I was present at the meeting convened on April 28, at the request of the commissioner, to discuss the ongoing communications. Now, two years later and having retired in November, I'm at a disadvantage, as I do not have access to all of the information from that time, such as emails or communications material, but I will share my recollection.
I remember it was an unpleasant meeting. Commissioner Lucki was controlled but clearly frustrated and dissatisfied with our overall communication efforts. I cannot speak to how others felt, but it was emotional for me. I don't know anyone who likes to hear that their boss is unhappy with their work, particularly after so much effort.
At the meeting, I shared that I had informed the commissioner that there would be more clarity on the weapons, albeit at a high level, during the news conference held earlier that morning. I briefed her that it would go one way; then it went another. To my recollection, this was the impetus for the conference call shortly after. With regard to political pressure, I cannot recall the commissioner's exact comments, but I do remember she was irritated that she had briefed the minister that we would be proactively discussing the weapons, based on my earlier update.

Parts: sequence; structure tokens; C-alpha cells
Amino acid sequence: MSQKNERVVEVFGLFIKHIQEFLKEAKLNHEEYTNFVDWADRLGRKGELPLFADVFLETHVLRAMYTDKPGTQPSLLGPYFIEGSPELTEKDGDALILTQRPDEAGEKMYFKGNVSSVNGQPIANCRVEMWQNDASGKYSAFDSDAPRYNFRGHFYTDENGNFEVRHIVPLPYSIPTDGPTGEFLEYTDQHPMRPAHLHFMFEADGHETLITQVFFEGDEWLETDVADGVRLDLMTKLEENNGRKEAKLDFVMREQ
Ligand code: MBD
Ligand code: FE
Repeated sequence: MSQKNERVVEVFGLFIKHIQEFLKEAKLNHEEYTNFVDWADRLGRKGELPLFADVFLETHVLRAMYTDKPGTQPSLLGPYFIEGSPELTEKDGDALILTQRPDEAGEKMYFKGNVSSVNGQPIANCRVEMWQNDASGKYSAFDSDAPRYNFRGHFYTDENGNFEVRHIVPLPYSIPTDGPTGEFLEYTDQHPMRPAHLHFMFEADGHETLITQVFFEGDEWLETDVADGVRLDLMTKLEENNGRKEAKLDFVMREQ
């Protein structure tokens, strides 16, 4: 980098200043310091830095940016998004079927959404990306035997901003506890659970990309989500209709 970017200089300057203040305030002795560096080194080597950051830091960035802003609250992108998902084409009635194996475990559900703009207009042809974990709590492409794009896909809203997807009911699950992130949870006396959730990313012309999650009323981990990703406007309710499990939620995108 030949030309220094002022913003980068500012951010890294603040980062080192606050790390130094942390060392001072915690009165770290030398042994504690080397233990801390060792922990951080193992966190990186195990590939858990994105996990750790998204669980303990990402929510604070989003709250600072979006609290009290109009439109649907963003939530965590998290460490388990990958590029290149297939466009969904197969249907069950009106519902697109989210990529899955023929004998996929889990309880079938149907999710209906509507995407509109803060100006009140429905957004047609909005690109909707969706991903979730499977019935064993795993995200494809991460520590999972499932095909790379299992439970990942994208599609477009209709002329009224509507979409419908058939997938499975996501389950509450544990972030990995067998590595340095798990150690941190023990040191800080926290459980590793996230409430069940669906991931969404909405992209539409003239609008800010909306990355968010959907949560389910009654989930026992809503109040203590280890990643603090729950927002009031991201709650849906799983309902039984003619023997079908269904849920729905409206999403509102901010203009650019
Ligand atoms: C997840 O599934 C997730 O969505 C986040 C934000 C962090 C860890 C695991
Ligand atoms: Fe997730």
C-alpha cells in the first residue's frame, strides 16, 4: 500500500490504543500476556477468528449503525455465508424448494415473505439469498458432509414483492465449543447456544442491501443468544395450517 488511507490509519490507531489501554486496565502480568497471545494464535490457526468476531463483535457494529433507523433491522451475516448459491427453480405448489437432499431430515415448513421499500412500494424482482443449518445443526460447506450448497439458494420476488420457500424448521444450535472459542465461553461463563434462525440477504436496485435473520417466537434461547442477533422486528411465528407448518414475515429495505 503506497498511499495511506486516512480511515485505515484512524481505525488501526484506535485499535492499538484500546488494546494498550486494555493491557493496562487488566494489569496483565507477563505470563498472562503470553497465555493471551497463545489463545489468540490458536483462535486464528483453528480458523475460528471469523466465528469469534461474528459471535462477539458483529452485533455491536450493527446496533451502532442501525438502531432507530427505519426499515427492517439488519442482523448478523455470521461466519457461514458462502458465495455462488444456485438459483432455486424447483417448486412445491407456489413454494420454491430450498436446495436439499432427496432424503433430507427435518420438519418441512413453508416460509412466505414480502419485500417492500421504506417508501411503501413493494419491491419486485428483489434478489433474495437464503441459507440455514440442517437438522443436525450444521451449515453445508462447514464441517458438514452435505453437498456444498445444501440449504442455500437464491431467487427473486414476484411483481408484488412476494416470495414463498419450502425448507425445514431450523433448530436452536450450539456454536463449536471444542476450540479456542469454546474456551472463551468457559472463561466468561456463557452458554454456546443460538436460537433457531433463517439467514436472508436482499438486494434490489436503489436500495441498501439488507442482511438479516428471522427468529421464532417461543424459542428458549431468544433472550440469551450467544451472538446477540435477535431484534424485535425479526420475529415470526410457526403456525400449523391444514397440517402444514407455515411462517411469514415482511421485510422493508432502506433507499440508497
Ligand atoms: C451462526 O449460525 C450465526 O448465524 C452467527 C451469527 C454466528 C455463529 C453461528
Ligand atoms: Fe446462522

I'm not here to second-guess my actions or those of my colleagues. Our experiences, perspectives and views were different. They were under immense pressure in Nova Scotia. There had clearly been some miscommunication between us, as can happen when moving at an unrelenting pace, adjusting to remote work and having numerous versions and discussions circulating at once. I offer this for context, not as an excuse.
These are the perspectives from which I will be speaking today, and I look forward to answering your questions to the best of my knowledge.
Thank you, Mr. Chairman and members of the committee.
Good afternoon, Mr. Chairman and select members of Parliament on the SECU committee.
My name is Chief Superintendent Chris Leather. I am the criminal operations officer for the RCMP's H Division, Nova Scotia, as I was so assigned in April 2020. I've been a police officer for over 32 years and a commissioned officer since 2014. I'm honoured to be here in person today, along with my colleagues Ms. Bergerman and Ms. Tessier.